On Monday, Manfour said aerial bombardment would be stepped up because “traditional means” to “liberate Tripoli” had been exhausted, and urged residents to stay away from what he called “confrontation areas”.
However, LNA spokesman Ahmed al-Mesmari denied responsibility for the attack and also called on the UN to open an investigation. Mesmari blamed the carnage on Haftar’s rivals in the GNA.
“This operation is a terrorist operation carried out by the militias. We are targeting legitimate targets in Tripoli,” Mesmari said.
Al Jazeera’s Mahmoud Abdelwahed, reporting from Tripoli, said there were fears the death toll could rise as rescue teams were still searching for survivors to transfer them to medical centres on Wednesday.
“Migrants who survived the attack are in a state of panic worried about what will happen to them next following the destruction of the detention centre,” he said.
“Many of them were stranded in front of the detention centre until this morning. Others were taken to the medical centres.”
Haftar’s offensive threatens to plunge Libya into another bout of violence on the scale of the 2011 conflict that overthrew longtime leader Muammar Gaddafi and led to his death.
“This is a horrific tragedy that should never have happened,” Charlie Yaxley, spokesman for the Mediterranean and Africa at the United Nations High Commissioner for Refugees (UNHCR), told Al Jazeera from Geneva.
He added the UNHCR had warned of the dangers faced by the detainees at Tajoura some two months ago when another air raid damaged the centre’s roof and wounded two people.
“We called for an urgent evacuation then. They remained detained inside that centre and sadly people have paid the tragic price of that with their life last night,” Yaxley said.
Key departure point
Libya is a key departure point for migrants and refugees from Africa and Arab countries trying to reach Italy by boat, but many get picked up by the Libyan coastguard, which is supported by the European Union.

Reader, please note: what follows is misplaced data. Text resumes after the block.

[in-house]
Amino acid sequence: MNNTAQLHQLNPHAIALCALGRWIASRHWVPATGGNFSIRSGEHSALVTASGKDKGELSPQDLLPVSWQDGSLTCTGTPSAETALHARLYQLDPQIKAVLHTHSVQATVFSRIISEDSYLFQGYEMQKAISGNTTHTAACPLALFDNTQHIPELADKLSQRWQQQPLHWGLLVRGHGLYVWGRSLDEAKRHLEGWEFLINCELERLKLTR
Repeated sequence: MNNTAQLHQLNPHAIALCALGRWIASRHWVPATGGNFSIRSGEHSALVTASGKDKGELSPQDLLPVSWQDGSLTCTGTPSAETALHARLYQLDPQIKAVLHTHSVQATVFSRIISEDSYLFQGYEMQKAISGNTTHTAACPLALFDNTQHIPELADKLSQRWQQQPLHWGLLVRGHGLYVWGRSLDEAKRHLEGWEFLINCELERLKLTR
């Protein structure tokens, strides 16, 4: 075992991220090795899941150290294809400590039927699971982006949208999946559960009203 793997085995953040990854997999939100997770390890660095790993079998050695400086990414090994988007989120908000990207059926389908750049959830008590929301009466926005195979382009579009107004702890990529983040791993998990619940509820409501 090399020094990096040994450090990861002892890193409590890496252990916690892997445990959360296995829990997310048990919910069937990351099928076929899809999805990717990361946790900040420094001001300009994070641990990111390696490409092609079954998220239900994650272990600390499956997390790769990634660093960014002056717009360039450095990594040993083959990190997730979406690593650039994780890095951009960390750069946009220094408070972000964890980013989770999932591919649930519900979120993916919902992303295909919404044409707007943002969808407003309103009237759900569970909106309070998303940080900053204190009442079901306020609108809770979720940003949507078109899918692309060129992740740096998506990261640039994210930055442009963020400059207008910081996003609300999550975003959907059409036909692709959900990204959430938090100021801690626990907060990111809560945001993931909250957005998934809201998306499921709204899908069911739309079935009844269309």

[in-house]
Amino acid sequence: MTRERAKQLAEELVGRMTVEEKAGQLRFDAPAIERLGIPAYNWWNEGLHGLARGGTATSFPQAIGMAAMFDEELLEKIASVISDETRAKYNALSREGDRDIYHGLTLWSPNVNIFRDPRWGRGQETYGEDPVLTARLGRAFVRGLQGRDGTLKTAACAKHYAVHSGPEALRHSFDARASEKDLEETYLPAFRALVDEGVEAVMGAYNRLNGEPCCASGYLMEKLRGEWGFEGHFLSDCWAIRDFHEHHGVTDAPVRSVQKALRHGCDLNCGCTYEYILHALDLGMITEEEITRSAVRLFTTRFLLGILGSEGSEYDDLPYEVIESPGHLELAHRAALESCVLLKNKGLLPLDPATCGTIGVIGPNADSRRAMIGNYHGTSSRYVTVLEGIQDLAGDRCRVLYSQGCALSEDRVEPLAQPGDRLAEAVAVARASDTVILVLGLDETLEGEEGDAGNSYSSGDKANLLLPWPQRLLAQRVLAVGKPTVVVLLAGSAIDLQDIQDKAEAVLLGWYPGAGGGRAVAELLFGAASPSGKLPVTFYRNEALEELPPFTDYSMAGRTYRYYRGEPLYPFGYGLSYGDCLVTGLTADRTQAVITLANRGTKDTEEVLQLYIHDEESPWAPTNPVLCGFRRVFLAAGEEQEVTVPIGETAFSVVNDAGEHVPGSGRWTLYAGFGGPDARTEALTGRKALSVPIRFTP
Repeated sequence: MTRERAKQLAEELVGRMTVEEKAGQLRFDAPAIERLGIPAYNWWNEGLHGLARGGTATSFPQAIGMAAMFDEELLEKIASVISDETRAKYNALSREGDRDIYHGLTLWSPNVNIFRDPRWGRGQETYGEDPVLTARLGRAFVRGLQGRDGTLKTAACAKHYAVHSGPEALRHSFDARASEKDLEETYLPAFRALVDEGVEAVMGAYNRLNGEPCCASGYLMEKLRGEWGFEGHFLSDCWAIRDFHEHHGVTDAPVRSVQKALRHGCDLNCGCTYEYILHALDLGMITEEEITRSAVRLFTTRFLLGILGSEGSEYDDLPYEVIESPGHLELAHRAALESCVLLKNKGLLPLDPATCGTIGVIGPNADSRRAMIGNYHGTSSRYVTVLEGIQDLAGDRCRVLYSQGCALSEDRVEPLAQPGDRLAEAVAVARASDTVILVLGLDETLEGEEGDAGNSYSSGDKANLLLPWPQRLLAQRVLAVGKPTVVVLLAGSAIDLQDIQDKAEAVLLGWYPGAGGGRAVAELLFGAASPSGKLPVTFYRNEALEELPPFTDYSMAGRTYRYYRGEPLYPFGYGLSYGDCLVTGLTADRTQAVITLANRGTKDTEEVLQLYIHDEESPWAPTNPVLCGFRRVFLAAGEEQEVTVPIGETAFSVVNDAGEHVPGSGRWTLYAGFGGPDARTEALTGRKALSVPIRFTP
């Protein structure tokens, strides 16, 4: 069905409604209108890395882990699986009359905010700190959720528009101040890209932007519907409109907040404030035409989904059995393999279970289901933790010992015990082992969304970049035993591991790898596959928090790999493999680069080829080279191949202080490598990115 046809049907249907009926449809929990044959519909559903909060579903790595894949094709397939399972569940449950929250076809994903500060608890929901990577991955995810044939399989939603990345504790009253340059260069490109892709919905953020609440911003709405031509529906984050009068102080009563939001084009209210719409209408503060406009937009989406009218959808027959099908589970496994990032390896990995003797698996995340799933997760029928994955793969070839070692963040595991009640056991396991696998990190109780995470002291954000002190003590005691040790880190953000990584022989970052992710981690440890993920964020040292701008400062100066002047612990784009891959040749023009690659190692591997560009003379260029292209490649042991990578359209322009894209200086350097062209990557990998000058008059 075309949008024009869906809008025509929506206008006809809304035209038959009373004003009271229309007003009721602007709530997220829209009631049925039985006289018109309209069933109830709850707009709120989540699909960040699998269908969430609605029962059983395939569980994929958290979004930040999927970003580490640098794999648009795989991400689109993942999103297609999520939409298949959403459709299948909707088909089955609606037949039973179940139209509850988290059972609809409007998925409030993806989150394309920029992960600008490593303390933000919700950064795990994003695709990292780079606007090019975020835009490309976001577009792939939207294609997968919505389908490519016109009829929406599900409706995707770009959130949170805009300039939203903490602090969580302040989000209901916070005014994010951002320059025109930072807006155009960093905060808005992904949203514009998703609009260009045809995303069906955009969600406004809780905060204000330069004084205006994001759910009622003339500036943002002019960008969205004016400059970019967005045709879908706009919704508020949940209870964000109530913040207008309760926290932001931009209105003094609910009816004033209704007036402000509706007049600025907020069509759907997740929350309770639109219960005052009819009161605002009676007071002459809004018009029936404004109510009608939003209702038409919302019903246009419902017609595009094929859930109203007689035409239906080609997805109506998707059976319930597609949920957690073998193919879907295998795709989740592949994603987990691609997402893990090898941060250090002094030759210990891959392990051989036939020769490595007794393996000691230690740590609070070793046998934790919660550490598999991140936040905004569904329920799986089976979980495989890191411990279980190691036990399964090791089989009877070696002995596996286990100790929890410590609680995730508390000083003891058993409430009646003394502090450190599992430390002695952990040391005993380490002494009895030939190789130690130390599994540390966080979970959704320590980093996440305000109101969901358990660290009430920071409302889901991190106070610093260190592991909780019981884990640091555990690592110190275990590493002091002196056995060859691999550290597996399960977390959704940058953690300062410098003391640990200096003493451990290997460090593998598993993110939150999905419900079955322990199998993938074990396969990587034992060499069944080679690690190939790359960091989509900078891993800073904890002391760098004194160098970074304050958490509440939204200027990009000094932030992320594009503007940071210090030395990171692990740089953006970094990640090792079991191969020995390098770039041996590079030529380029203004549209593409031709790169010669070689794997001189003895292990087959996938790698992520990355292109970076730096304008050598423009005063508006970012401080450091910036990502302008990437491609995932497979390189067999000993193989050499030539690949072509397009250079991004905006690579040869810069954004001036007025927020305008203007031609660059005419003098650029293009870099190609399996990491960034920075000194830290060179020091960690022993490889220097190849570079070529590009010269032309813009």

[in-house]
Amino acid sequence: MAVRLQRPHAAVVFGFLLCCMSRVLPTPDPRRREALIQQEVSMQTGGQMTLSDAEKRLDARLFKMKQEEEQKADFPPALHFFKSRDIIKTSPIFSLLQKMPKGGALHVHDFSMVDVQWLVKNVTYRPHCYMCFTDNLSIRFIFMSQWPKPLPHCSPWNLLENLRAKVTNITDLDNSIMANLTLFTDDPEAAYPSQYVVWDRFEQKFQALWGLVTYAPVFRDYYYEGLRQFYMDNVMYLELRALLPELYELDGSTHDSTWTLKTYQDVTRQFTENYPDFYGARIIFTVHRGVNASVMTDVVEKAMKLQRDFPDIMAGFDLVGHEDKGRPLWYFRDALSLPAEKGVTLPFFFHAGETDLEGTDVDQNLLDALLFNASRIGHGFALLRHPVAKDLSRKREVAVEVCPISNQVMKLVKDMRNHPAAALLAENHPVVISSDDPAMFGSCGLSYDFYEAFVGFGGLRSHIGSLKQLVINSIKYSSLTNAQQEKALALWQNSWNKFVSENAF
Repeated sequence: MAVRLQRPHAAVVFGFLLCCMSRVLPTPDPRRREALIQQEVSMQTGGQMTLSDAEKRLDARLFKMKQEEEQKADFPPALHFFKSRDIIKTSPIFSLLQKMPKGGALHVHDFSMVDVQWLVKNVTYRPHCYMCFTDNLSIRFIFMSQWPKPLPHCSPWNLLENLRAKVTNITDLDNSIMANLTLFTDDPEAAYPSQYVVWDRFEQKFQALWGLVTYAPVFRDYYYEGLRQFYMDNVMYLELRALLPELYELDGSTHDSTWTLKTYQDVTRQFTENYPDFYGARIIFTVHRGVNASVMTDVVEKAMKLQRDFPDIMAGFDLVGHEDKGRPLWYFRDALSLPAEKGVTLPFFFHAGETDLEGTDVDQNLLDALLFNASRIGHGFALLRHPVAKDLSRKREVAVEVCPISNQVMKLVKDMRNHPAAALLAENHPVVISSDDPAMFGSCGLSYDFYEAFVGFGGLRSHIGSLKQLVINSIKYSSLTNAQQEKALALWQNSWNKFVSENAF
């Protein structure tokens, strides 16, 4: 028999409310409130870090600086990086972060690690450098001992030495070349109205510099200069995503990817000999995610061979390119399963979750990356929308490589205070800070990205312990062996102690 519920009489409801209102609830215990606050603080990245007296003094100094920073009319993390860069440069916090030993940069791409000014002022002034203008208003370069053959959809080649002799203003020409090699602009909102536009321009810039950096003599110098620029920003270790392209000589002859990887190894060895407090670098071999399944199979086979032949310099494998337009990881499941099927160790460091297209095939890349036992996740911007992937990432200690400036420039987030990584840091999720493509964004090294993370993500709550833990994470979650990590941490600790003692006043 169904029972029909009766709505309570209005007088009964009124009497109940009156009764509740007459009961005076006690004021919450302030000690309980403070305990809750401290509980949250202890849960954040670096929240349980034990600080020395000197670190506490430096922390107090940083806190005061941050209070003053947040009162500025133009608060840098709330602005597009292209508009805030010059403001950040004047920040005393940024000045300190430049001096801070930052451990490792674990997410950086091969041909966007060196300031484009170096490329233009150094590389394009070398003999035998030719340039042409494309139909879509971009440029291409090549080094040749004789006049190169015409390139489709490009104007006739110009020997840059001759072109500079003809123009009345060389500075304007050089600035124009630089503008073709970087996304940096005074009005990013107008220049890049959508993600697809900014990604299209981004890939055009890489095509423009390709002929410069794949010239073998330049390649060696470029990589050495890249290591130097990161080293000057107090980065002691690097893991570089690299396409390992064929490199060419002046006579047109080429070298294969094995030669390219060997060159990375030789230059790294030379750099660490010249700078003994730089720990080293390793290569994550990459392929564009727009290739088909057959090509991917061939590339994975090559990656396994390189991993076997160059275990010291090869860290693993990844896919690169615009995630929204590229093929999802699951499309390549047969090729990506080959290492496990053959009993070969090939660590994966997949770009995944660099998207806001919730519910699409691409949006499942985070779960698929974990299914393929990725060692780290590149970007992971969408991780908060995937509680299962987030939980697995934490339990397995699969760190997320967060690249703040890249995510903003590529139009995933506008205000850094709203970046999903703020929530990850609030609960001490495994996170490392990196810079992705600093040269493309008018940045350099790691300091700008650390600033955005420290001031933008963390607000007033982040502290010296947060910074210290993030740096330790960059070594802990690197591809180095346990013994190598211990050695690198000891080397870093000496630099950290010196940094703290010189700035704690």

Thousands are being held in government-run detention centres in what human rights groups say are often inhuman conditions.
Tajoura, east of Tripoli’s centre, is home to several military camps of forces allied to the Tripoli-based GNA.
The LNA, which controls much of eastern and southern Libya, has failed to take Tripoli in three months of fighting and last week lost its main forward base in Garyan, which was taken back by Tripoli forces.
The African Union (AU) condemned the air raid and demanded those responsible be held accountable.
In a statement on Wednesday, AU Commission Chairman Moussa Faki Mahamat called for an “independent investigation to be conducted to ensure that those responsible for this horrific crime of innocent civilians be brought to account”.
Mahamat urged the international community to “redouble efforts” to bring the warring parties to the negotiating table.
The UN’s mission in Libya has said around 3,500 migrants and refugees held in detention centres near the combat zone are at risk.
Yaxley said a new policy was needed that would see an end to the return of refugees to the North African country.
“No refugee should be returned to Libya at this time,” he said, calling for a comprehensive review “that looks at the issues all across the routes the refugees and migrants are travelling”.
“We need to address this as a humanitarian issue with a regional approach that brings passengers to shores quickly and safely and shares responsibility for hosting them,” he said.